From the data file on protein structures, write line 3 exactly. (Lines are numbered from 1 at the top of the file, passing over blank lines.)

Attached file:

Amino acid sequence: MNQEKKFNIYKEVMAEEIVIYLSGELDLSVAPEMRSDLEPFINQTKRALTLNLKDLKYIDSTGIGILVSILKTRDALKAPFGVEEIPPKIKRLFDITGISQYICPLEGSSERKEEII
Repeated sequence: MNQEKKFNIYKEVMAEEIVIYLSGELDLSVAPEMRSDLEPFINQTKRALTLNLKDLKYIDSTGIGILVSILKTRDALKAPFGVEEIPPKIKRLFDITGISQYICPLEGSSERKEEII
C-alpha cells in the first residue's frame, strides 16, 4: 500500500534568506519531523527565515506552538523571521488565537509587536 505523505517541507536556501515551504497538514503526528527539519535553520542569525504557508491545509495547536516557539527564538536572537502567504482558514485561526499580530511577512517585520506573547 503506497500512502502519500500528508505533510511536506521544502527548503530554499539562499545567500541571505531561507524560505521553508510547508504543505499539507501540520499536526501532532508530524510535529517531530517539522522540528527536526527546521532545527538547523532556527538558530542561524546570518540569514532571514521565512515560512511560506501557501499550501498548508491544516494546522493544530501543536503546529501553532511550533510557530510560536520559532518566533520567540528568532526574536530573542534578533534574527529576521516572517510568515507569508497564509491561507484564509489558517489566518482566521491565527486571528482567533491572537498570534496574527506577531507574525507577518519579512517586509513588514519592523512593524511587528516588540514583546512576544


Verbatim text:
C-alpha cells in the first residue's frame, strides 16, 4: 500500500534568506519531523527565515506552538523571521488565537509587536 505523505517541507536556501515551504497538514503526528527539519535553520542569525504557508491545509495547536516557539527564538536572537502567504482558514485561526499580530511577512517585520506573547 503506497500512502502519500500528508505533510511536506521544502527548503530554499539562499545567500541571505531561507524560505521553508510547508504543505499539507501540520499536526501532532508530524510535529517531530517539522522540528527536526527546521532545527538547523532556527538558530542561524546570518540569514532571514521565512515560512511560506501557501499550501498548508491544516494546522493544530501543536503546529501553532511550533510557530510560536520559532518566533520567540528568532526574536530573542534578533534574527529576521516572517510568515507569508497564509491561507484564509489558517489566518482566521491565527486571528482567533491572537498570534496574527506577531507574525507577518519579512517586509513588514519592523512593524511587528516588540514583546512576544